Sexuality, Integrity, and the University
October 28-29, 2016
At Princeton University
Conference registration is now closed.
Love and Fidelity Network is hosting its ninth national conference, Sexuality, Integrity, and the University, on October 28th and 29th at Princeton University. The goal of this annual conference is to connect college men and women, young professionals, and community supporters to leading scholars and experts in order to equip them with the best arguments and resources in support of marriage, family, and sexual integrity. Participants will also find ample opportunity to network with and learn from each other, and attend sessions designed to equip them to bring the message of love and fidelity back to their respective campuses and to the public square.
Please join us in October as we bring together a unique group of experts who will present us with their recent research and findings on the topics of marriage, family and sexual integrity. You’ll find the list of conference speakers below.
To learn more about sponsorship opportunities for Sexuality, Integrity, and the University, follow the link below.
$50 – Student
$125 – Non-Student
The last day to register has been extended to October 21, 2016.
About the Speakers
Dr. Anthony Esolen is a professor at Providence College in Rhode Island, where he teaches Renaissance English Literature and Development of Western Civilization. He is a senior editor of Touchstone Magazine and the editor and translator of several epic poems, including Dante’s Divine Comedy. He holds his M.A. and PhD. in literature from the University of North Carolina. Previously he has taught at UNC and Furman University. Dr. Esolen’s recent publications include: Ten Ways to Destroy the Imagination of Your Child (ISI Press), The Politically Incorrect Guide to Western Civilization (Regnery Press), and Ironies of Faith (ISI Press); and his newest work, Life Under Compulsion: Ten Ways to Destory the Humanity of Your Child (ISI Press). He is a regular contributor to The Claremont Review, First Things, Crisis Magazine, and Touchstone Magazine, among others. Dr. Esolen has dedicated much of his career to a study of the classics, and is proficient in Latin, Italian, Anglo-Saxon, French, German, and Greek. He lives in Rhode Island with his wife Debra and their two children.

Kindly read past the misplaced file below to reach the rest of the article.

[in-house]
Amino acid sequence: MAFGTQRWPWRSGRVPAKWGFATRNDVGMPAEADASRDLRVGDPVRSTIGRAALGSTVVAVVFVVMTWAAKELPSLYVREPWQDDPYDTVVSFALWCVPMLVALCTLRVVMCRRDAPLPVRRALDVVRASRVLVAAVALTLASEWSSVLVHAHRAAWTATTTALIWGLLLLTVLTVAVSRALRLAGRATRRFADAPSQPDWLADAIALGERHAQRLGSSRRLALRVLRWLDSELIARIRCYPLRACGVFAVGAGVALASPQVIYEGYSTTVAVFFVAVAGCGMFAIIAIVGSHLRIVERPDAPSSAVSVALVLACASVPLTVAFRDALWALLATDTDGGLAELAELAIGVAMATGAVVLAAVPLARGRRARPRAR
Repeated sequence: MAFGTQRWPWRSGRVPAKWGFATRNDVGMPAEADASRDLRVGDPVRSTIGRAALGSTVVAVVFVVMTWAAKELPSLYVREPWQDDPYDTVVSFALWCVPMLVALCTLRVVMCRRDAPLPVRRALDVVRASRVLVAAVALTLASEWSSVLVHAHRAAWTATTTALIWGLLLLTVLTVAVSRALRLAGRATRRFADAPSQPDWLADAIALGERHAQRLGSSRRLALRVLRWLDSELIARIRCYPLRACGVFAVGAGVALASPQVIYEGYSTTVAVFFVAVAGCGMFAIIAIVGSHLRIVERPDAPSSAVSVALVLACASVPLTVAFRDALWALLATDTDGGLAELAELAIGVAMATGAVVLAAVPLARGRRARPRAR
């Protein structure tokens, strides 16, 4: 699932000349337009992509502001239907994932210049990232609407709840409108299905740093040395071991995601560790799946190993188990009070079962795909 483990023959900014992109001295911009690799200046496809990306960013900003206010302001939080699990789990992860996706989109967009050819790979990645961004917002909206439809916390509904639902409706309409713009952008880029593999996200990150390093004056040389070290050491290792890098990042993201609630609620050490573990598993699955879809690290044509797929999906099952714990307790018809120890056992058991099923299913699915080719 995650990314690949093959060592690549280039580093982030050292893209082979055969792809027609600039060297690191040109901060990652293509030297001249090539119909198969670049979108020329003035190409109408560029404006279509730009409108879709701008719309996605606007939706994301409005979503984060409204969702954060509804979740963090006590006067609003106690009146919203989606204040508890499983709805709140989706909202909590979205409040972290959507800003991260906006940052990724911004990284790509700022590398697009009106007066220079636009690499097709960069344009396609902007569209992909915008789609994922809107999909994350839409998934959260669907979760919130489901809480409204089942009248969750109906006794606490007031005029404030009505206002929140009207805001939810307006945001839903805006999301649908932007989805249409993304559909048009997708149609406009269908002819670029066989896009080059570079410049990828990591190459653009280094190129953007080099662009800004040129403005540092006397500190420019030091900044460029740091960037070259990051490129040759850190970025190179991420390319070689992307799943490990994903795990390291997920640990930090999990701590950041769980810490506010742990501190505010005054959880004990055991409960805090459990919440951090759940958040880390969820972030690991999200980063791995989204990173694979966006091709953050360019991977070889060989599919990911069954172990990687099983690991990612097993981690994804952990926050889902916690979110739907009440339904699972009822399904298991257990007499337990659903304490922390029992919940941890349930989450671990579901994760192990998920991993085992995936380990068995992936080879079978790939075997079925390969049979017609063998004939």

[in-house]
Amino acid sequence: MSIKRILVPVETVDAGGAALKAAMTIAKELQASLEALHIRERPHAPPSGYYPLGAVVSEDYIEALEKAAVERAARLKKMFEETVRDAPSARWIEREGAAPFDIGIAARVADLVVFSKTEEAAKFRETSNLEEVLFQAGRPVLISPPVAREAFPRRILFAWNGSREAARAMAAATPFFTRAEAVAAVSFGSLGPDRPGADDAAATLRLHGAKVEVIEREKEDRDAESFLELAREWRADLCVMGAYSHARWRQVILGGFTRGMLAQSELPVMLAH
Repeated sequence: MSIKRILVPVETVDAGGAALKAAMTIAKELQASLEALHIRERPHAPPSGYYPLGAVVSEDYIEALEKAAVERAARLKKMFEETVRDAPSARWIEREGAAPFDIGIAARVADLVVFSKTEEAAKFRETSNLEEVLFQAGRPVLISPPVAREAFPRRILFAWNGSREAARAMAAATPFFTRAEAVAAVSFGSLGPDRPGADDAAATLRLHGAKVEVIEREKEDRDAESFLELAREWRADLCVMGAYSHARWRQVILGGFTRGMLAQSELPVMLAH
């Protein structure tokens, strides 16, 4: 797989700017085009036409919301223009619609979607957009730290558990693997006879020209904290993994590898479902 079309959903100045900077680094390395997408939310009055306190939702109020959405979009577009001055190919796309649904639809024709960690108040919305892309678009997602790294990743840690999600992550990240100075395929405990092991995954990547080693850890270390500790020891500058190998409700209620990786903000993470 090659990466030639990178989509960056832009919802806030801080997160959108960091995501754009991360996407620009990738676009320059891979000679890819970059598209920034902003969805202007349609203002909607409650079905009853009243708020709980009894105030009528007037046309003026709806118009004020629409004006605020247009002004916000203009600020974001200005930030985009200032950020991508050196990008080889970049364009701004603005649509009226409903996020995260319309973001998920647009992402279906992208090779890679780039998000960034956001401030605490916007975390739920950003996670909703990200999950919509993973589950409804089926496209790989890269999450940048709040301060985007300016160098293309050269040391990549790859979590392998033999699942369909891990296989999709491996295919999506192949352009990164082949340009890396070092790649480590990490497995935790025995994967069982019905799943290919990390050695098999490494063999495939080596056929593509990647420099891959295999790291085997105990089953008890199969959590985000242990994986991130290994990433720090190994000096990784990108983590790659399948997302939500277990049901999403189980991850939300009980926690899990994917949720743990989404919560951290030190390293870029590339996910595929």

Dr. Donna Freitas is the author of both fiction and nonfiction, and she lectures at universities across the United States on her work about college students. She has written for national newspapers and magazines, including The Wall Street Journal, The New York Times, The Boston Globe, and The Washington Post, and she’s currently a non-resident research associate at the Center for Religion and Society at Notre Dame. Donna has been a professor at Boston University in the Department of Religion and also at Hofstra University in their Honors College. In 2008, Donna published Sex and the Soul: Juggling Sexuality, Spirituality, Romance and Religion on America’s College Campuses with Oxford University Press, based on her national study about sex on campus. Her latest book is called The Happiness Effect: How Social Media is Driving a Generation to Appear Perfect at Any Cost (Oxford, February 2017), and it is based on her research for a new study about social media and how it is effecting the ways we construct identity and sense of self and navigate our relationships during college.
Dr. Robert P. George is the founder and director of the James Madison Program. He also holds the McCormick Chair in Jurisprudence at Princeton University, where he is a professor of politics. He is chairman of the United States Commission on International Religious Freedom (USCIRF) and has served on the President’s Council on Bioethics and as a presidential appointee to the United States Commission on Civil Rights. He holds honorary doctorates in law, ethics, science, letters, civil law, humane letters, and juridical science. A graduate of Swarthmore College and Harvard Law School, he also received a master’s degree in theology from Harvard and a doctorate in philosophy of law from Oxford University.
Dr. Joseph Price is an Associate Professor of Economics at Brigham Young University, specializing in family, education, health, and behavioral economics. His research has examined various ways to promote positive behaviors in children, issues related to parental investments in children, and the use of sports data to identify various behavioral biases. His research has been funded by the USDA, Spencer Foundation, and Institute for Research on Poverty. He is the Director of the BYU Veggie Project, a co-editor at the Economics of Education Review and a Research Fellow at the National Bureau of Economic Research; the Center for the Study of Labor (IZA) in Bonn, Germany; and the Austin Institute for the Study of Family and Culture. He received a B.A in Economics from Brigham Young University and a Ph.D. in Economics from Cornell University. He and his wife, Emily, have seven children.